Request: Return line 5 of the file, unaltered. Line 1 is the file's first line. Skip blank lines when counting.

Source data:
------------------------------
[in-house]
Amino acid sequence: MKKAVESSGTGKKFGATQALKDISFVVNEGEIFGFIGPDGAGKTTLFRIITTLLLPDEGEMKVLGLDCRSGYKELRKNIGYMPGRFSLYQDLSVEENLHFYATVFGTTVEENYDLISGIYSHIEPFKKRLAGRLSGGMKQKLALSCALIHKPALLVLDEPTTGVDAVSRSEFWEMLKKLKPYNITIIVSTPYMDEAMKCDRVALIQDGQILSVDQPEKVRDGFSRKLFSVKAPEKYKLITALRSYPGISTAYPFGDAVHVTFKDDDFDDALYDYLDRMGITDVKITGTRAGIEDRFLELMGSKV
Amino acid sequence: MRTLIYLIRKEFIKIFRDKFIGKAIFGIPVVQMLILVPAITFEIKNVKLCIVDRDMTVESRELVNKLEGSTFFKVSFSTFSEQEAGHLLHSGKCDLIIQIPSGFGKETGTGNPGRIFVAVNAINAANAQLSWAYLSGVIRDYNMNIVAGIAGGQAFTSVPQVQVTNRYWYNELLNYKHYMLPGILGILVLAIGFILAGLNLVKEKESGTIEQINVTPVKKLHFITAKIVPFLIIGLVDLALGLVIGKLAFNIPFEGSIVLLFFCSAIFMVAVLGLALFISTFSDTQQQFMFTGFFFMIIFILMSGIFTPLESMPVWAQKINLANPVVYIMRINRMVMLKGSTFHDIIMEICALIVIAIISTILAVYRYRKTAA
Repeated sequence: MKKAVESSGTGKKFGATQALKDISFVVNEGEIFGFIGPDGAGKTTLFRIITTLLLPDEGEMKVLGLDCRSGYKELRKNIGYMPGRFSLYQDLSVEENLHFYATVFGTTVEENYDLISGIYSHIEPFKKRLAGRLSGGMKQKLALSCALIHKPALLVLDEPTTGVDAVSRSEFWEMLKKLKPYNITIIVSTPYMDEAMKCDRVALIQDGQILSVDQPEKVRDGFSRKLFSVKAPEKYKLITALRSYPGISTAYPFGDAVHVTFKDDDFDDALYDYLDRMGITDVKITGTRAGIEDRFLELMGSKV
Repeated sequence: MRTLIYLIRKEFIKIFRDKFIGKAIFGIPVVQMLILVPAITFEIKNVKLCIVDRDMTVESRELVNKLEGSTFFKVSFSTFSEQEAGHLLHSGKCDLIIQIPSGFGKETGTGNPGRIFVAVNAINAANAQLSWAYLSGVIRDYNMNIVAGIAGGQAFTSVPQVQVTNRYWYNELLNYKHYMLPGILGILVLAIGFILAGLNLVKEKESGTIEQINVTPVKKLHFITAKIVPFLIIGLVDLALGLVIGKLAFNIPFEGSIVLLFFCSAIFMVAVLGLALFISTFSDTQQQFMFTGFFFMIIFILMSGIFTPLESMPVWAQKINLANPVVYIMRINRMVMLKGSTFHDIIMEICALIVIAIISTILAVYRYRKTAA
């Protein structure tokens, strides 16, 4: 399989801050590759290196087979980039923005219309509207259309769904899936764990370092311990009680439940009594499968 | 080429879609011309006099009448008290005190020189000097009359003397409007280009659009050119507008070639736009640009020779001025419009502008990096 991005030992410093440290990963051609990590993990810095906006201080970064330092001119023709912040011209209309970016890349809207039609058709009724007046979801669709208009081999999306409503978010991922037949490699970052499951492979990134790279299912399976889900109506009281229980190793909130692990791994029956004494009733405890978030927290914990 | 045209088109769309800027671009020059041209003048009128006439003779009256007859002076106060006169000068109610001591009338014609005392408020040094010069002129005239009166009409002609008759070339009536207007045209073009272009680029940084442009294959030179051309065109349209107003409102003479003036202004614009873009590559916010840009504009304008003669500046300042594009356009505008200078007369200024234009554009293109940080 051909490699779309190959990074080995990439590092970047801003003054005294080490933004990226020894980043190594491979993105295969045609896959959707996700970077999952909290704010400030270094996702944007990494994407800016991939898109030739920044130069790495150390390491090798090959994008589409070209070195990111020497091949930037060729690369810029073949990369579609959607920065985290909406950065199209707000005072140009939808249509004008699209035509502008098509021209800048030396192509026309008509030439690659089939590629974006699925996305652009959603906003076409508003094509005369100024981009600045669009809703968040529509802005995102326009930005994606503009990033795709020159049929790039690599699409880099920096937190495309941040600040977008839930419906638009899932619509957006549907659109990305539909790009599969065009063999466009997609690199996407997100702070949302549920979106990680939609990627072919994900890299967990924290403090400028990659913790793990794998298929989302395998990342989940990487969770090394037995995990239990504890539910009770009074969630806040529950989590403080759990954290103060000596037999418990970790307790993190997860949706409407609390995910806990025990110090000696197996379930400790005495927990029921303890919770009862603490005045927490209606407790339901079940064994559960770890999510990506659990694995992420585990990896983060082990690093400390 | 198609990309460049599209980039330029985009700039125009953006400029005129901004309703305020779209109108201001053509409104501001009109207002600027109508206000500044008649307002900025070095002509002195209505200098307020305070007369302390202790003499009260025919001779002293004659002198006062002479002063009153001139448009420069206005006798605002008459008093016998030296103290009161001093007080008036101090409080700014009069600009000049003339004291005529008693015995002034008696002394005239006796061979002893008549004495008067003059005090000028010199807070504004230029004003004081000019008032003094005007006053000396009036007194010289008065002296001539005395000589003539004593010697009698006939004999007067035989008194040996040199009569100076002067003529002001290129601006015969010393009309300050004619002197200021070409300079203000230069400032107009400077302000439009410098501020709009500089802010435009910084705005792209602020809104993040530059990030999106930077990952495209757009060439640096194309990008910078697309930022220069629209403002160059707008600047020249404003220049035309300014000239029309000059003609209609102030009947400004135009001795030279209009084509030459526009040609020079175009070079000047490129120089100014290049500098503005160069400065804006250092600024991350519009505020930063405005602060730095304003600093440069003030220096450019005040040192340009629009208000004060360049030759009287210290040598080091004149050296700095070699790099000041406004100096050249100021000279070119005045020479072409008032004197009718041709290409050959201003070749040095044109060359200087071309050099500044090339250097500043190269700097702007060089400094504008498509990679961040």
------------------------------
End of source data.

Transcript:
Repeated sequence: MRTLIYLIRKEFIKIFRDKFIGKAIFGIPVVQMLILVPAITFEIKNVKLCIVDRDMTVESRELVNKLEGSTFFKVSFSTFSEQEAGHLLHSGKCDLIIQIPSGFGKETGTGNPGRIFVAVNAINAANAQLSWAYLSGVIRDYNMNIVAGIAGGQAFTSVPQVQVTNRYWYNELLNYKHYMLPGILGILVLAIGFILAGLNLVKEKESGTIEQINVTPVKKLHFITAKIVPFLIIGLVDLALGLVIGKLAFNIPFEGSIVLLFFCSAIFMVAVLGLALFISTFSDTQQQFMFTGFFFMIIFILMSGIFTPLESMPVWAQKINLANPVVYIMRINRMVMLKGSTFHDIIMEICALIVIAIISTILAVYRYRKTAA